Positions: RW

Price: €40-60M 

Tactical fitment: 8/10

Cultural fitment: 7/10

Devil’s DNA priority score: 8/10

4. Calvin Stengs (AZ Alkmaar)

(Photo by Ed van de Pol/Soccrates/Getty Images)

A product of the famed AZ Alkmaar academy, Calvin Stengs has made his breakthrough at first team level this season with the young attacking trio of Oussama Idrissi, Myron Boadu and Stengs winning laurels in their native Netherlands and also making a name at the continental stage, going from the qualifying rounds to delivering impressive performances in the Group Stages of Europa League – with Stengs being the star performer in their 0-0 draw against Manchester United, described as being a ‘thorn in the bush’ on the right flank. The 21-year old averages a non penalty xG+xA of 0.5 meaning he is a good threat from open play which is pretty evident from the ‘offensive actions’ which has won his team an average of 2.23 points/match (since Eredivisie was cancelled due to Covid-19 pandemic so the average has taken for 25 matches – the amount of matches AZ Alkmaar had played till 12th March). Technically sound, nimble, athletic, good both on and off the ball and a good eye for a pass- Calvin Stengs terrorized the defences in Eredivisie which kept the young AZ Alkmaar side; coached by a charismatic Arne Slot, in contention of a historic league title before KVNB declared the league null and void due to Covid-19 pandemic. With a good track record of Dutch players in both England and Manchester United, this Flying Dutchman can again dock on the shores of England and do justice to his talent for a relatively cheaper price.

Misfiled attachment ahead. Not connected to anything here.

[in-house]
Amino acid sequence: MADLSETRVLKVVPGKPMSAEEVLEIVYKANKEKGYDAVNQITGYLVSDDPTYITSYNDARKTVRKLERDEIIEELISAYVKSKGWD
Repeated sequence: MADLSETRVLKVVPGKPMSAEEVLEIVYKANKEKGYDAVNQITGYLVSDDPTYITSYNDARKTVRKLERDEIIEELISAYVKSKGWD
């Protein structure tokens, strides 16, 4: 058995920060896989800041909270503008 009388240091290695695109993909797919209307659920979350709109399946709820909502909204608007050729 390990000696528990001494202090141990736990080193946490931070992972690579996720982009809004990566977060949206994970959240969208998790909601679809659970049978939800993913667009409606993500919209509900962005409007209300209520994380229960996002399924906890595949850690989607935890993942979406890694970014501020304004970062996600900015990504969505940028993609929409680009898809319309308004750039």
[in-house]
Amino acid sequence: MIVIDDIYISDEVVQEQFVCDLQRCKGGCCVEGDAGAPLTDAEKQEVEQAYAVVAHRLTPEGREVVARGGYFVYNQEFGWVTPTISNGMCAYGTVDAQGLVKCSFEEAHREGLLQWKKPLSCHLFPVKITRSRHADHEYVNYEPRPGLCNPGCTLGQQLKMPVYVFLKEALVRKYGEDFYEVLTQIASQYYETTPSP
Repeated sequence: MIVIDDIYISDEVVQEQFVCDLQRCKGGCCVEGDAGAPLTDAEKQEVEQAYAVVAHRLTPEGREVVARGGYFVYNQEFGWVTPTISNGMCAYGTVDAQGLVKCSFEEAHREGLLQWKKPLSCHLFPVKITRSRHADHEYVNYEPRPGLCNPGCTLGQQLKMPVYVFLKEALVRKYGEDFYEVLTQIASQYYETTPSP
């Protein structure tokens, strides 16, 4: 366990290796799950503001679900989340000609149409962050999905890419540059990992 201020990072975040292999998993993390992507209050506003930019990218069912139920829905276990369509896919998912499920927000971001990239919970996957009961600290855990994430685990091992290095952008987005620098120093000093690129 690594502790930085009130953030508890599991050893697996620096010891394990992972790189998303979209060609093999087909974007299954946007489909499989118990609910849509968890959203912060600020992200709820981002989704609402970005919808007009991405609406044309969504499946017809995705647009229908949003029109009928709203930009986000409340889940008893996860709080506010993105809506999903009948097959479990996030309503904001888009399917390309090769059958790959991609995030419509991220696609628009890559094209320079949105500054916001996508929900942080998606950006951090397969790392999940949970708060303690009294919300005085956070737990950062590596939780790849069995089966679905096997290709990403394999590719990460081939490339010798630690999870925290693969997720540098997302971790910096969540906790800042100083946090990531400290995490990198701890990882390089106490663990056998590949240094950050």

Positions: RW/CAM

Price: €30-40M 

Tactical fitment: 7/10

Cultural fitment: 7/10

Devil’s DNA priority score: 7/10

5. Viktor Tsygankov (Dynamo Kyiv)

(Photo by Srdjan Stevanovic/Getty Images)

The 22-year old is widely regarded as one of the best talents to come out of Ukraine. The athletic player is equally adept as an ‘advanced forward’ as well as an ‘inside forward’ and even capable of playing the role of an ‘inverted winger’, cutting in from right wing – very similar to his fellow National team Mate, Andriy Yaormalenko. Despite being just 22 years of age, he has accumulated a good experience at the first team level at Dynamo Kyiv, making his debut for the first team as a 17-year-old back in the 2016-17 season. Now a main player at Dynamo, his impressive tally of 14 goals and 5 assists in 27 league matches has helped Dynamo to the runners-up position in Ukranian League, losing to eventual champions and Europa League semi finalists, Shakhtar Donetsk.  But Tsygankov had an even better outing on the continental stage, registering 2 goals and 3 assists in 6 matches. His underlying numbers are what set him apart from his team mates as the X-factor of Dynamo Kyiv. A SCA of 31 and GCA of 4 may look a bit less given the small sample size but Viktor did show glimpses of his immense talent against quality sides at European Stage and he has already gained a lot of first team experience at first team level, now is the time for him to move forward and maybe make a big jump in his career which can be a career defining moment for him.

Positions: RW

Price: €25-50M 

Tactical fitment: 8/10

Cultural fitment: 6/10

Devil’s DNA priority score: 7/10

Honourable Mentions:
Ismailla Sarr (Watford)
Ralphina (Stade Rennais)
Marcel Sabizter (RB Leipzig)
Leon Bailey (Bayer Leverkusen)
Samuel Chukwueze (Villarreal) 

(All the data has been taken from FBREF and Statsbomb. The heatmaps are courtesy Wyscout)